Subsequently, the appearance of other cryoprotectants has led to the development of alternatives to slow freezing. These do not need extracellular ice to achieve the glassification of the cell interior. Due to this complete absence of ice, both inside and outside the cells, they receive the generic name of vitrification techniques. In this case, it is common to distinguish between equilibrium and non-equilibrium vitrification, viz. In equilibrium vitrification—after Farrant10—increasing concentrations of cryoprotectant are added to the system as its temperature drops, thus mimicking, to a certain extent, the effect of extracellular ice in slow freezing. Given its toxicity11,12, the amount of cryoprotectant for each temperature is kept to a minimum, just enough to avoid ice formation, by following the solid–liquid thermodynamic equilibrium diagram; hence its name10,13,14,15. In contrast, in the technique known as non-equilibrium vitrification, all the cryoprotectant is added from the beginning, or in a reduced number of steps, but always, generally, at temperatures above zero and in concentrations capable of reaching the vitrification by simply immersing the sample in liquid nitrogen16,17. Obviously, there are intermediate strategies. In them, the concentration of cryoprotectant does not follow the line of the phase diagram, but remains within the bounded band between the possibility of subcooling and the limit of toxicity3,18; or one plays with the compatibility of life with a moderate appearance of ice19,20. In summary and focusing on what concerns us here: (1) cryopreservation techniques differ from each other fundamentally in the amount of cryoprotectant that the system has for each temperature; (2) said amount of cryoprotectant governs the position, width, and speeds at which this zone in Fig. 1 must be crossed in both directions to avoid ice formation21; and (3) in any case, this amount of cryoprotectant is kept to a minimum, given its toxicity. With all this, today, the problem focuses on the optimization of three factors: mass transfer, heat transfer and the toxicity of cryoprotectants. And here is where the geometry and dimensions of the system fundamentally come into play, and consequently, the origin of the difficulty in cryopreserving organs: with small systems, very high cooling/warming rates can be achieved and thus it is possible to keep the concentration of cryoprotectant low22. However, when the systems are large, it is more difficult to reach this balance between toxicity and heat transfer, so ice frequently appears in a lethal way, both in those glassified by slow freezing23 as by vitrification4,24, although generally with very different parameter values, but the origin of the problem is fundamentally the same in the two cases.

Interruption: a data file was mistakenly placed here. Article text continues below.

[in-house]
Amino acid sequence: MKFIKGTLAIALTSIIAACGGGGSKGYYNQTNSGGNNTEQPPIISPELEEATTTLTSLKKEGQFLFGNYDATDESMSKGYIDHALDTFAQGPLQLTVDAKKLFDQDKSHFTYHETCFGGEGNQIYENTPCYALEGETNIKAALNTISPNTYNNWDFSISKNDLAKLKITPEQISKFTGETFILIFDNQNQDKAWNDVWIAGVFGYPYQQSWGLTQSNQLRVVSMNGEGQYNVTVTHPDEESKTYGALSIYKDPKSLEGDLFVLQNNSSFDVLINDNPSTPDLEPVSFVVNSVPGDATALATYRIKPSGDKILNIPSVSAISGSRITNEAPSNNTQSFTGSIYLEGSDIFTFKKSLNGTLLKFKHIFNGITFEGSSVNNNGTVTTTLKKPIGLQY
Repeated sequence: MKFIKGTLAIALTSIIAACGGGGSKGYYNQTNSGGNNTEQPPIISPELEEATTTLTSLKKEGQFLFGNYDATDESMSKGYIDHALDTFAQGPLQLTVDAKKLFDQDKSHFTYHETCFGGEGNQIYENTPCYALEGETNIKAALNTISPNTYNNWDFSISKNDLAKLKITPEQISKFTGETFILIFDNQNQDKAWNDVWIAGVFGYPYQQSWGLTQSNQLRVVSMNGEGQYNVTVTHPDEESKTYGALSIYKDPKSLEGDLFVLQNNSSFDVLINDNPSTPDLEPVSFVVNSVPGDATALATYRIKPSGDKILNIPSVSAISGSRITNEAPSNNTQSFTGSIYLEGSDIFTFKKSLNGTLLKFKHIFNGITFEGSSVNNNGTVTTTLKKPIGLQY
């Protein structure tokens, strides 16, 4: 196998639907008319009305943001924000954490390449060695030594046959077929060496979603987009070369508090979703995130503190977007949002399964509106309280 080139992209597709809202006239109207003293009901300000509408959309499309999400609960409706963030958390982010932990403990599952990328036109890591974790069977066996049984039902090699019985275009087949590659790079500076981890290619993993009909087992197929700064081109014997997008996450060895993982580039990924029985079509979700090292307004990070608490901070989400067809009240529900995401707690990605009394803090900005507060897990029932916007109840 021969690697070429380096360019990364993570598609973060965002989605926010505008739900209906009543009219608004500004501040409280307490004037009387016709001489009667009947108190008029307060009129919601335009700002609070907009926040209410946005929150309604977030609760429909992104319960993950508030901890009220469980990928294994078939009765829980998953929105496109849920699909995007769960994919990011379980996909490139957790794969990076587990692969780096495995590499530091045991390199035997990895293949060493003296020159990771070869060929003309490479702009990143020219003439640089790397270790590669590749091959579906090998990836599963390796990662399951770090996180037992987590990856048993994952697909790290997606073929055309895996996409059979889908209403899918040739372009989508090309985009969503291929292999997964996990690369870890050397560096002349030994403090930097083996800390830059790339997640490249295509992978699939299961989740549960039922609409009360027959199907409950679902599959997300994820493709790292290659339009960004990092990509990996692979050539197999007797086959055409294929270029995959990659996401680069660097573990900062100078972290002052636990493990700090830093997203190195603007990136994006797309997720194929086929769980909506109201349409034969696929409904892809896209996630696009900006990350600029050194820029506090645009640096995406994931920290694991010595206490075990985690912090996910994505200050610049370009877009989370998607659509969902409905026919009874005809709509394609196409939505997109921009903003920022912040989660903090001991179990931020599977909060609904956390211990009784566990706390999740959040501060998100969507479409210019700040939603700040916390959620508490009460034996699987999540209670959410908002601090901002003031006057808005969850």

Paradoxically, it is easier to avoid the formation of lethal ice crystals during cooling than during warming21. The origin of this curious behavior resides in the existence of a double necessity for the appearance of said crystals: that of their nucleation and that of their growth. Because growth requires low viscosity, it occurs preferentially at high temperatures. However, nucleation is most likely at very low temperatures, generally close to Tg (typically \(\sim -100 \; ^\circ{\rm C}\) for solutions and \(\sim -47 \; ^\circ{\rm C}\) for cells25). Thus, when a system cools down, it first crosses the “growth zone”, but for now there is “nothing to grow” (no nuclei yet). Only after, the nucleation zone is reached and small ice embryos may appear that will not grow, and therefore are not lethal in principle. Finally, the system glassifies and it is stored. When it is rewarmed, however, recrystallization (or even devitrification) can occur26. Rewarming begins by crossing, and for the second time, the zone of high nucleation, with the possible appearance of new embryos; indeed, Boutron27 pointed out the presence of \({10}^{6}\) to \({10}^{12}\) times more nuclei in rewarming from the amorphous state than on cooling from the liquid state. Finally, the growth zone is crossed again, where now there will be a considerable number of opportunistic nuclei that can grow to a lethal size. These crystals, which are more numerous, as we say, during rewarming, see their growth favored as the temperature increases28. The way to avoid this growth is to cross this area very quickly. That is why a high warming rate is crucial and, in a certain sense, more important than the cooling rate; the relevance of rewarming has recently come to be highlighted as a paradigm shift in cryopreservation24. The interested reader can find in the bibliography a deep and detailed analysis of the topics developed in this paragraph29.